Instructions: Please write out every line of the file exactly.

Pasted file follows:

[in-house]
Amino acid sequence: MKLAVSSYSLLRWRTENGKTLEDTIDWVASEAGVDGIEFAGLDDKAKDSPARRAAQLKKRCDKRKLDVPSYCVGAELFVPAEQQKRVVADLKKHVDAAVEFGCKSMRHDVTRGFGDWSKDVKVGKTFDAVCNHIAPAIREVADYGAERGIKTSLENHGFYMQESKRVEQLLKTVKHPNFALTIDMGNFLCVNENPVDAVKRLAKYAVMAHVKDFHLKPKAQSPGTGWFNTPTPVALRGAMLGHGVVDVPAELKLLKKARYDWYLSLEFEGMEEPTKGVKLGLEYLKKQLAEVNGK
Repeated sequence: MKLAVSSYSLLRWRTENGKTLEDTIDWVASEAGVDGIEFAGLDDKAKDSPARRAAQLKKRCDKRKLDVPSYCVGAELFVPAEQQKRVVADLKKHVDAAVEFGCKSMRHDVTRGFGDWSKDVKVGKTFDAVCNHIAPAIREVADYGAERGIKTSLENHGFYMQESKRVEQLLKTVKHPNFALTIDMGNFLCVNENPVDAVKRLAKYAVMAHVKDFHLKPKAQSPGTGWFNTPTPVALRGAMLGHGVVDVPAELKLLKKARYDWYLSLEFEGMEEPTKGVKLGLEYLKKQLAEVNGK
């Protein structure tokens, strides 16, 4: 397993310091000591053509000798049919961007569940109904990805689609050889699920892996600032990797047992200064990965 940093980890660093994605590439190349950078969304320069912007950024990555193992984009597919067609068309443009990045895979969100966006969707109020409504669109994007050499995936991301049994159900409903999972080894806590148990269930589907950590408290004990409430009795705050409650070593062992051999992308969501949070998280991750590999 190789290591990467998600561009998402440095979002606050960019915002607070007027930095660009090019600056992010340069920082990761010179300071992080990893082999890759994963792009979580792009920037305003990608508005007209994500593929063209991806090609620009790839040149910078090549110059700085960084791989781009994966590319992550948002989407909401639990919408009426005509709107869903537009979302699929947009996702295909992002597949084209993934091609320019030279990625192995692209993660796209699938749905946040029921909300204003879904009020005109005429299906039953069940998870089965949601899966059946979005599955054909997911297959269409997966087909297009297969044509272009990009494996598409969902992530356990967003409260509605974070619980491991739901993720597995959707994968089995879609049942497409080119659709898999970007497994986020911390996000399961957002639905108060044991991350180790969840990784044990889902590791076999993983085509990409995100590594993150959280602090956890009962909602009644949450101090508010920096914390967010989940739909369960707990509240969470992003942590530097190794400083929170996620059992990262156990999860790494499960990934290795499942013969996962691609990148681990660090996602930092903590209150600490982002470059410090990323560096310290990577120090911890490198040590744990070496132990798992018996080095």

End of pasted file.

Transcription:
[in-house]
Amino acid sequence: MKLAVSSYSLLRWRTENGKTLEDTIDWVASEAGVDGIEFAGLDDKAKDSPARRAAQLKKRCDKRKLDVPSYCVGAELFVPAEQQKRVVADLKKHVDAAVEFGCKSMRHDVTRGFGDWSKDVKVGKTFDAVCNHIAPAIREVADYGAERGIKTSLENHGFYMQESKRVEQLLKTVKHPNFALTIDMGNFLCVNENPVDAVKRLAKYAVMAHVKDFHLKPKAQSPGTGWFNTPTPVALRGAMLGHGVVDVPAELKLLKKARYDWYLSLEFEGMEEPTKGVKLGLEYLKKQLAEVNGK
Repeated sequence: MKLAVSSYSLLRWRTENGKTLEDTIDWVASEAGVDGIEFAGLDDKAKDSPARRAAQLKKRCDKRKLDVPSYCVGAELFVPAEQQKRVVADLKKHVDAAVEFGCKSMRHDVTRGFGDWSKDVKVGKTFDAVCNHIAPAIREVADYGAERGIKTSLENHGFYMQESKRVEQLLKTVKHPNFALTIDMGNFLCVNENPVDAVKRLAKYAVMAHVKDFHLKPKAQSPGTGWFNTPTPVALRGAMLGHGVVDVPAELKLLKKARYDWYLSLEFEGMEEPTKGVKLGLEYLKKQLAEVNGK
């Protein structure tokens, strides 16, 4: 397993310091000591053509000798049919961007569940109904990805689609050889699920892996600032990797047992200064990965 940093980890660093994605590439190349950078969304320069912007950024990555193992984009597919067609068309443009990045895979969100966006969707109020409504669109994007050499995936991301049994159900409903999972080894806590148990269930589907950590408290004990409430009795705050409650070593062992051999992308969501949070998280991750590999 190789290591990467998600561009998402440095979002606050960019915002607070007027930095660009090019600056992010340069920082990761010179300071992080990893082999890759994963792009979580792009920037305003990608508005007209994500593929063209991806090609620009790839040149910078090549110059700085960084791989781009994966590319992550948002989407909401639990919408009426005509709107869903537009979302699929947009996702295909992002597949084209993934091609320019030279990625192995692209993660796209699938749905946040029921909300204003879904009020005109005429299906039953069940998870089965949601899966059946979005599955054909997911297959269409997966087909297009297969044509272009990009494996598409969902992530356990967003409260509605974070619980491991739901993720597995959707994968089995879609049942497409080119659709898999970007497994986020911390996000399961957002639905108060044991991350180790969840990784044990889902590791076999993983085509990409995100590594993150959280602090956890009962909602009644949450101090508010920096914390967010989940739909369960707990509240969470992003942590530097190794400083929170996620059992990262156990999860790494499960990934290795499942013969996962691609990148681990660090996602930092903590209150600490982002470059410090990323560096310290990577120090911890490198040590744990070496132990798992018996080095």